Editor’s note: Don “Cotton” Gottlob died Saturday. This column by Bill Cherry originally appeared in The Daily News in 2011.

A lot of football fans are convinced that the exemplary college playing career of Doak Walker was the secret backbone of many high school boys figuring, “If Doak can do it, I can, too. “

Unlike the monjo-sized running backs , Walker was 5-foot-11 and weighed a mere 173 pounds.

Nevertheless, Walker, who played for SMU, won the Heisman Trophy in 1948.

Four years later, a baseball player from Galveston’s Ball High, Don “Cotton” Gottlob, talked Sam Houston State Teachers College’s coach Paul “Red” Pierce into letting him try out for quarterback.

Maybe he saw a Doak Walker mentality in Gottlob. After all, Cotton Gottlob was only 5-foot-9 and weighed in at a mere 165 pounds.

Coach Pierce had inherited a football program that had only accomplished a one above .500 season record since 1946.

Even though the Sam Houston Bearkats record couldn’t get must worse, most sports fans wondered at the wisdom of installing the 5-foot-9, 165-pound Gottlob on the first string at all, much less as the quarterback.

What Cotton Gottlob didn’t have in size, he made up with a combination of tenacity and talent. And before it was over, he had broken every passing record at Sam Houston and the Lone Star Conference.

It was the bottom line that was the most important: This guy could pass the ball.

One time coach Tedd Jefferies brought his Stephen F. Austin State College’s to challenge the Bearkats after SFA’s big victories against Southwestern Louisiana and Sul Ross.

Within moments of the start of the clock, Gottlob threw an 81-yard strike to fellow player Dub Allee and just like that, it became the third-longest touchdown pass in Sam Houston’s history. The Bearkats won that game, 33-20.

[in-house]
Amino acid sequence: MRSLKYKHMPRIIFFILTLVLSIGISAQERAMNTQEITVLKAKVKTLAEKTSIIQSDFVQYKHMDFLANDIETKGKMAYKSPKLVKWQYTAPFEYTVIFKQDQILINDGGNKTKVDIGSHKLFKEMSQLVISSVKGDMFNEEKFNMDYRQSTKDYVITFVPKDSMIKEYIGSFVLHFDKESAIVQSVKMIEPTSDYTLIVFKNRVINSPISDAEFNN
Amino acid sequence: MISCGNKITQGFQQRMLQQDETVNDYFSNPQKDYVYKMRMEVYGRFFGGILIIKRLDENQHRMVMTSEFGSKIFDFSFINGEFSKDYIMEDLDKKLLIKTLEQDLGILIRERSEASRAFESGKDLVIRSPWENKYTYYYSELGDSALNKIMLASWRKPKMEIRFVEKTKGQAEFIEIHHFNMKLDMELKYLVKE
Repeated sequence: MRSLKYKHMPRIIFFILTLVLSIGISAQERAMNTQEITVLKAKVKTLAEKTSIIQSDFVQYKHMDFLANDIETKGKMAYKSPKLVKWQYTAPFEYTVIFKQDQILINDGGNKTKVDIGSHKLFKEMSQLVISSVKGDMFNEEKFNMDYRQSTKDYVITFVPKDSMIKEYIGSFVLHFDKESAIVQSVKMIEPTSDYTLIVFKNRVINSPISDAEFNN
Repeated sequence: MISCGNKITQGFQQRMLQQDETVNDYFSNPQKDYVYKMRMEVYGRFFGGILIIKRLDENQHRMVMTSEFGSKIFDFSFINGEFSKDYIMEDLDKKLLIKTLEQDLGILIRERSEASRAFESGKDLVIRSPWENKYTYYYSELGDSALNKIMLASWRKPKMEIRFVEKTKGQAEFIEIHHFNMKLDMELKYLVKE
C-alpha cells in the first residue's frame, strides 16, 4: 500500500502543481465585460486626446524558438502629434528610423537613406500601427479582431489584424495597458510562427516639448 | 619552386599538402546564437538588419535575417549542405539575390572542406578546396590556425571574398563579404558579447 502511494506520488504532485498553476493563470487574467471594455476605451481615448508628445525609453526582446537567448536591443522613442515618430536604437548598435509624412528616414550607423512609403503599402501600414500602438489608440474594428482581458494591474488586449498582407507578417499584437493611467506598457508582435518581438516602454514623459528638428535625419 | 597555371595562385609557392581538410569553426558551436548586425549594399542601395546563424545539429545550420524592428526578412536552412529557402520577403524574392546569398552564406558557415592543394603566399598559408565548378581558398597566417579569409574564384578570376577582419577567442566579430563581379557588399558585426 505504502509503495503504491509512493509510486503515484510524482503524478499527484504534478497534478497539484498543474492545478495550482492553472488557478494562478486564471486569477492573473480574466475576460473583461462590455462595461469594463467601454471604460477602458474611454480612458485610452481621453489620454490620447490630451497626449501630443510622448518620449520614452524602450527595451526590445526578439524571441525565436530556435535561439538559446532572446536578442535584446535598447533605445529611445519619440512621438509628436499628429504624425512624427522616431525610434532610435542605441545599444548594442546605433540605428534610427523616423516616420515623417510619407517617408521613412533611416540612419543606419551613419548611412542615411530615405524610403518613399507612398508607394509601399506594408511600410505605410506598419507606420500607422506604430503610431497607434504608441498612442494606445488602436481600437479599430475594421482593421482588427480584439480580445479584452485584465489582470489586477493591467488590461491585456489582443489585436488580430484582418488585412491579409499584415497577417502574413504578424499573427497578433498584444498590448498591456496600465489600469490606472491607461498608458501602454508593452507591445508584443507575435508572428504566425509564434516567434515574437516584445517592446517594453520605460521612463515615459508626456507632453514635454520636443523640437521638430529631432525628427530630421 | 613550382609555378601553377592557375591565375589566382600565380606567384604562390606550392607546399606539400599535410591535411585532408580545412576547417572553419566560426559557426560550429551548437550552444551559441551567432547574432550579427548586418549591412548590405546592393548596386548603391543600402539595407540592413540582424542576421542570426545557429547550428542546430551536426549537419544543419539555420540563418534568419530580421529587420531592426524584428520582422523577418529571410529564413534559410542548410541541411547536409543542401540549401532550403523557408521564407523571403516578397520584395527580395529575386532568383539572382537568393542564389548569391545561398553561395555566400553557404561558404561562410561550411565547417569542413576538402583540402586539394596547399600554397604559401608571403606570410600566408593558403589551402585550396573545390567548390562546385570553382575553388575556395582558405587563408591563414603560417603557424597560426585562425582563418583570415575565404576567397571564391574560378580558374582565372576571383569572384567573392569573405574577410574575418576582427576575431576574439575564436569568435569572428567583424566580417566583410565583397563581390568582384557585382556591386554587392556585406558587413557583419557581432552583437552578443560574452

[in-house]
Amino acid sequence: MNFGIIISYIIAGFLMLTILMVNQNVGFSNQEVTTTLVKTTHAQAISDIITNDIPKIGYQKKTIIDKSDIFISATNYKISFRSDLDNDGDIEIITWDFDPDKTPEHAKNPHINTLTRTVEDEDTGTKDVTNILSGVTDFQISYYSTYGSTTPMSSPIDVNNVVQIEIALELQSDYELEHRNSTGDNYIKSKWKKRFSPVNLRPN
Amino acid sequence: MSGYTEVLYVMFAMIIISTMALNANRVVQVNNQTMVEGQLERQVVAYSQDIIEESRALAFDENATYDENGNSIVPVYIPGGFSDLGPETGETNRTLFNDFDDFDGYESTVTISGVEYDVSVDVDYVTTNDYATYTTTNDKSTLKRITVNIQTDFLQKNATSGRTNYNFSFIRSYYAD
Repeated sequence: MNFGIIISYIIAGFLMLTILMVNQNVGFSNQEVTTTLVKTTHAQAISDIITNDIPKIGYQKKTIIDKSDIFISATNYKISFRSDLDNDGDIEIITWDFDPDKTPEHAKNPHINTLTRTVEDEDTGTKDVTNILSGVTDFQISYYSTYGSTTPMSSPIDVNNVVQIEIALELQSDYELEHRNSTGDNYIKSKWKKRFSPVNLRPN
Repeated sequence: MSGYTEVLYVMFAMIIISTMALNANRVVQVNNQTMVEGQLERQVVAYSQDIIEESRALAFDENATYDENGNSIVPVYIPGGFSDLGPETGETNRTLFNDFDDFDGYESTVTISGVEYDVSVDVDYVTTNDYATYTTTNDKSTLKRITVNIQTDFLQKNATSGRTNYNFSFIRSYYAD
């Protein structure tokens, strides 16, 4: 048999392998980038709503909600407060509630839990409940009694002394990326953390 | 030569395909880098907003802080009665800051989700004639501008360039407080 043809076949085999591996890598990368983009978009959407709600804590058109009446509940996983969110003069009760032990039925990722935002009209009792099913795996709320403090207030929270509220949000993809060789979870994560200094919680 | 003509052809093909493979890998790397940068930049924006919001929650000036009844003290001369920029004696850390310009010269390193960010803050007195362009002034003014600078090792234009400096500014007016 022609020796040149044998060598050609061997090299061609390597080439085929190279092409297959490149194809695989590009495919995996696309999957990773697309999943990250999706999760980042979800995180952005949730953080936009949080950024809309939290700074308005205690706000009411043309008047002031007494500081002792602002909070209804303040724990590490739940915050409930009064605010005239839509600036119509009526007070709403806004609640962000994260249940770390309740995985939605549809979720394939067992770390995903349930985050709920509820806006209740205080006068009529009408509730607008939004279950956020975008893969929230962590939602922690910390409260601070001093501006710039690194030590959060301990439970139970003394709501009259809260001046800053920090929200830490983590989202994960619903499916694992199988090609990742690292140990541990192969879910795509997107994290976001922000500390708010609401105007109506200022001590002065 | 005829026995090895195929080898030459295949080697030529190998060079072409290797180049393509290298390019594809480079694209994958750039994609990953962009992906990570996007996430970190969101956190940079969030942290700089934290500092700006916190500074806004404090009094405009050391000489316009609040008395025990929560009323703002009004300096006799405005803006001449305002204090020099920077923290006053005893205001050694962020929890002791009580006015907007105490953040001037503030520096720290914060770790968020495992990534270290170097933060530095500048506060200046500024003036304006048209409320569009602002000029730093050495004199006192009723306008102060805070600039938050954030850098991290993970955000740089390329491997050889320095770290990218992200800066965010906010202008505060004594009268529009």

During his three seasons at Sam Houston, the school’s record book says Gottlob completed 234 of 517 passes for 3,832 yards and 33 touchdowns.

When he was named Little All-American, he was the country’s leading ground gainer.

There were 22 colleges and universities in that bunch.

Nearly 60 years later, he holds the SHS’s seventh-highest career-total in passing.

Here are the bottom line statistics: Letterman 1950-1952; NSIA All-American 1952, All-Lone Star Conference 1950-1942, and he was the Berkat’s quarterback of the 1952 Shrimp Bowl’s championship team.

Along the way, a pretty coed named Janelle Kingsbury caught his eye.

Fellow student, Dan Rather, was dating her.

Never one to back down from a challenge, within next to moments, Cotton Gottlob had won Janelle’s heart away from Rather, and they married.

The Gottlobs’ professional careers began and ended within the ranks of the Galveston Independent School District where they taught others the art of believing in themselves.

Bill Cherry is the author of “Bill Cherry’s Galveston Memories.”

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